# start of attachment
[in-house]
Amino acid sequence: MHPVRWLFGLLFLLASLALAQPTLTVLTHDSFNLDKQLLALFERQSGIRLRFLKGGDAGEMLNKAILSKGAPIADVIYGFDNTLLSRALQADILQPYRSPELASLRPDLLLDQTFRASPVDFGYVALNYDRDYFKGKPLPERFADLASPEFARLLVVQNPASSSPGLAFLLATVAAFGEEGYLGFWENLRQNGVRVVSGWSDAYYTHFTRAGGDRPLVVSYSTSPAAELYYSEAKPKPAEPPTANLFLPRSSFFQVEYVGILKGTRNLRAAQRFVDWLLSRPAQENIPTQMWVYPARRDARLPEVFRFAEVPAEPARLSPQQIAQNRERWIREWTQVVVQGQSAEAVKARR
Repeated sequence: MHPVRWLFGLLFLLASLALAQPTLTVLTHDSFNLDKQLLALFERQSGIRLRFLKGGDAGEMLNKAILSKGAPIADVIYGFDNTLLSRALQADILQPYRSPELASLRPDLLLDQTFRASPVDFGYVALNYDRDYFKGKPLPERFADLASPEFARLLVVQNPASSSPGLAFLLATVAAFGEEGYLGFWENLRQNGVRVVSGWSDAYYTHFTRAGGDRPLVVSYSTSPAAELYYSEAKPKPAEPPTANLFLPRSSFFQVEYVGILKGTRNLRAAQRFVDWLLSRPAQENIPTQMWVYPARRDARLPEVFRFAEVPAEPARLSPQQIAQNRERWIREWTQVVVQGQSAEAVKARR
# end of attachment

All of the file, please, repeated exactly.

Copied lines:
[in-house]
Amino acid sequence: MHPVRWLFGLLFLLASLALAQPTLTVLTHDSFNLDKQLLALFERQSGIRLRFLKGGDAGEMLNKAILSKGAPIADVIYGFDNTLLSRALQADILQPYRSPELASLRPDLLLDQTFRASPVDFGYVALNYDRDYFKGKPLPERFADLASPEFARLLVVQNPASSSPGLAFLLATVAAFGEEGYLGFWENLRQNGVRVVSGWSDAYYTHFTRAGGDRPLVVSYSTSPAAELYYSEAKPKPAEPPTANLFLPRSSFFQVEYVGILKGTRNLRAAQRFVDWLLSRPAQENIPTQMWVYPARRDARLPEVFRFAEVPAEPARLSPQQIAQNRERWIREWTQVVVQGQSAEAVKARR
Repeated sequence: MHPVRWLFGLLFLLASLALAQPTLTVLTHDSFNLDKQLLALFERQSGIRLRFLKGGDAGEMLNKAILSKGAPIADVIYGFDNTLLSRALQADILQPYRSPELASLRPDLLLDQTFRASPVDFGYVALNYDRDYFKGKPLPERFADLASPEFARLLVVQNPASSSPGLAFLLATVAAFGEEGYLGFWENLRQNGVRVVSGWSDAYYTHFTRAGGDRPLVVSYSTSPAAELYYSEAKPKPAEPPTANLFLPRSSFFQVEYVGILKGTRNLRAAQRFVDWLLSRPAQENIPTQMWVYPARRDARLPEVFRFAEVPAEPARLSPQQIAQNRERWIREWTQVVVQGQSAEAVKARR